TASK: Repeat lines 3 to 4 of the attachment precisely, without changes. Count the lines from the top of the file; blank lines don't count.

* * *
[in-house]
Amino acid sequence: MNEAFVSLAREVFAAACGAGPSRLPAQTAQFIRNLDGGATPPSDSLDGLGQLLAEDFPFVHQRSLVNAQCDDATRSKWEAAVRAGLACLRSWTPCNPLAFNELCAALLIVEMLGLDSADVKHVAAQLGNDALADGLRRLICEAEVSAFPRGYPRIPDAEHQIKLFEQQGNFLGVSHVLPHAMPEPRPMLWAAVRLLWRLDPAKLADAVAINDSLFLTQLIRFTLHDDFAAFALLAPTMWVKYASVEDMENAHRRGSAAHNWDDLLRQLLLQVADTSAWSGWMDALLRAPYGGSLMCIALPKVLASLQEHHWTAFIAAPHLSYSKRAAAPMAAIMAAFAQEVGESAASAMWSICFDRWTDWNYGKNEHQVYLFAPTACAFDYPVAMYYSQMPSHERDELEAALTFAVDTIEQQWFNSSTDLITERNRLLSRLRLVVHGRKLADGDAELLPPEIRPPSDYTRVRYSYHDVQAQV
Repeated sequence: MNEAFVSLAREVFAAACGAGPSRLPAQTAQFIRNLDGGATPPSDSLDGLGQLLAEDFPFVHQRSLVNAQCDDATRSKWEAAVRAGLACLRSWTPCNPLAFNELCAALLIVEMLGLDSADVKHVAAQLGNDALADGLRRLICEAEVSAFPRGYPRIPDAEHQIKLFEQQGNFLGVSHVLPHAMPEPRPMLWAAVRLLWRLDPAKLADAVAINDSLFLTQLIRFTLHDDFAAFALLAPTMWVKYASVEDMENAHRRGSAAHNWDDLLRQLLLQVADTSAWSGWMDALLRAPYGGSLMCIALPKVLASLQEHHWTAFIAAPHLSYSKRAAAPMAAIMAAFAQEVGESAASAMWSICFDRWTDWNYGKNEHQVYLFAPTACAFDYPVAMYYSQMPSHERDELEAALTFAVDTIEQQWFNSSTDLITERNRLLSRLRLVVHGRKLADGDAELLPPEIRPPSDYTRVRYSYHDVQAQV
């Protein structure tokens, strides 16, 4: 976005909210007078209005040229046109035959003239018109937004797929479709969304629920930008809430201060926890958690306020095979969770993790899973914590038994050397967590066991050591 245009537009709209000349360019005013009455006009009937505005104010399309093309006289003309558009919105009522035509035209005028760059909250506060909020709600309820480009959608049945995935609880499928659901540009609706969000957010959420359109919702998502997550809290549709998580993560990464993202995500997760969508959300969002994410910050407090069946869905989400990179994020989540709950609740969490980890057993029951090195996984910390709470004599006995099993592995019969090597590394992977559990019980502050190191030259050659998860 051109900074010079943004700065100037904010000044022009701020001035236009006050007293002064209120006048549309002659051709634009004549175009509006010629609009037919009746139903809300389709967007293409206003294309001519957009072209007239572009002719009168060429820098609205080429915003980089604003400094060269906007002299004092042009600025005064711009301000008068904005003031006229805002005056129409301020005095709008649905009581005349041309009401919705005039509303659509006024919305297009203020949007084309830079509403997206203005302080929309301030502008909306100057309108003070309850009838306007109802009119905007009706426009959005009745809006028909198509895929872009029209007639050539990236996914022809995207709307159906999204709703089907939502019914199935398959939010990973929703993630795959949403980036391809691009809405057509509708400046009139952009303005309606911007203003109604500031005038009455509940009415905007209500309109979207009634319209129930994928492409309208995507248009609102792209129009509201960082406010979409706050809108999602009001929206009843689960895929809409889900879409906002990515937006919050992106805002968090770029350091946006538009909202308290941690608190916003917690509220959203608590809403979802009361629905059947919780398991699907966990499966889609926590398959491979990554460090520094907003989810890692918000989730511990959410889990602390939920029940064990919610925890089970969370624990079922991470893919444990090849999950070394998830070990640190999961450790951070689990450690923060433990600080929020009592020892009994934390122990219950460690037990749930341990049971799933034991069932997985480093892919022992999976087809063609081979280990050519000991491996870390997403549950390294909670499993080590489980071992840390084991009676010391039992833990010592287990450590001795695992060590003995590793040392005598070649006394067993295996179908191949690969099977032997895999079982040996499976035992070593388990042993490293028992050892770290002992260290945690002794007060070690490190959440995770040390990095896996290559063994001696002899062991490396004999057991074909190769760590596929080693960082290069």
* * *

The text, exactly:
Repeated sequence: MNEAFVSLAREVFAAACGAGPSRLPAQTAQFIRNLDGGATPPSDSLDGLGQLLAEDFPFVHQRSLVNAQCDDATRSKWEAAVRAGLACLRSWTPCNPLAFNELCAALLIVEMLGLDSADVKHVAAQLGNDALADGLRRLICEAEVSAFPRGYPRIPDAEHQIKLFEQQGNFLGVSHVLPHAMPEPRPMLWAAVRLLWRLDPAKLADAVAINDSLFLTQLIRFTLHDDFAAFALLAPTMWVKYASVEDMENAHRRGSAAHNWDDLLRQLLLQVADTSAWSGWMDALLRAPYGGSLMCIALPKVLASLQEHHWTAFIAAPHLSYSKRAAAPMAAIMAAFAQEVGESAASAMWSICFDRWTDWNYGKNEHQVYLFAPTACAFDYPVAMYYSQMPSHERDELEAALTFAVDTIEQQWFNSSTDLITERNRLLSRLRLVVHGRKLADGDAELLPPEIRPPSDYTRVRYSYHDVQAQV
């Protein structure tokens, strides 16, 4: 976005909210007078209005040229046109035959003239018109937004797929479709969304629920930008809430201060926890958690306020095979969770993790899973914590038994050397967590066991050591 245009537009709209000349360019005013009455006009009937505005104010399309093309006289003309558009919105009522035509035209005028760059909250506060909020709600309820480009959608049945995935609880499928659901540009609706969000957010959420359109919702998502997550809290549709998580993560990464993202995500997760969508959300969002994410910050407090069946869905989400990179994020989540709950609740969490980890057993029951090195996984910390709470004599006995099993592995019969090597590394992977559990019980502050190191030259050659998860 051109900074010079943004700065100037904010000044022009701020001035236009006050007293002064209120006048549309002659051709634009004549175009509006010629609009037919009746139903809300389709967007293409206003294309001519957009072209007239572009002719009168060429820098609205080429915003980089604003400094060269906007002299004092042009600025005064711009301000008068904005003031006229805002005056129409301020005095709008649905009581005349041309009401919705005039509303659509006024919305297009203020949007084309830079509403997206203005302080929309301030502008909306100057309108003070309850009838306007109802009119905007009706426009959005009745809006028909198509895929872009029209007639050539990236996914022809995207709307159906999204709703089907939502019914199935398959939010990973929703993630795959949403980036391809691009809405057509509708400046009139952009303005309606911007203003109604500031005038009455509940009415905007209500309109979207009634319209129930994928492409309208995507248009609102792209129009509201960082406010979409706050809108999602009001929206009843689960895929809409889900879409906002990515937006919050992106805002968090770029350091946006538009909202308290941690608190916003917690509220959203608590809403979802009361629905059947919780398991699907966990499966889609926590398959491979990554460090520094907003989810890692918000989730511990959410889990602390939920029940064990919610925890089970969370624990079922991470893919444990090849999950070394998830070990640190999961450790951070689990450690923060433990600080929020009592020892009994934390122990219950460690037990749930341990049971799933034991069932997985480093892919022992999976087809063609081979280990050519000991491996870390997403549950390294909670499993080590489980071992840390084991009676010391039992833990010592287990450590001795695992060590003995590793040392005598070649006394067993295996179908191949690969099977032997895999079982040996499976035992070593388990042993490293028992050892770290002992260290945690002794007060070690490190959440995770040390990095896996290559063994001696002899062991490396004999057991074909190769760590596929080693960082290069």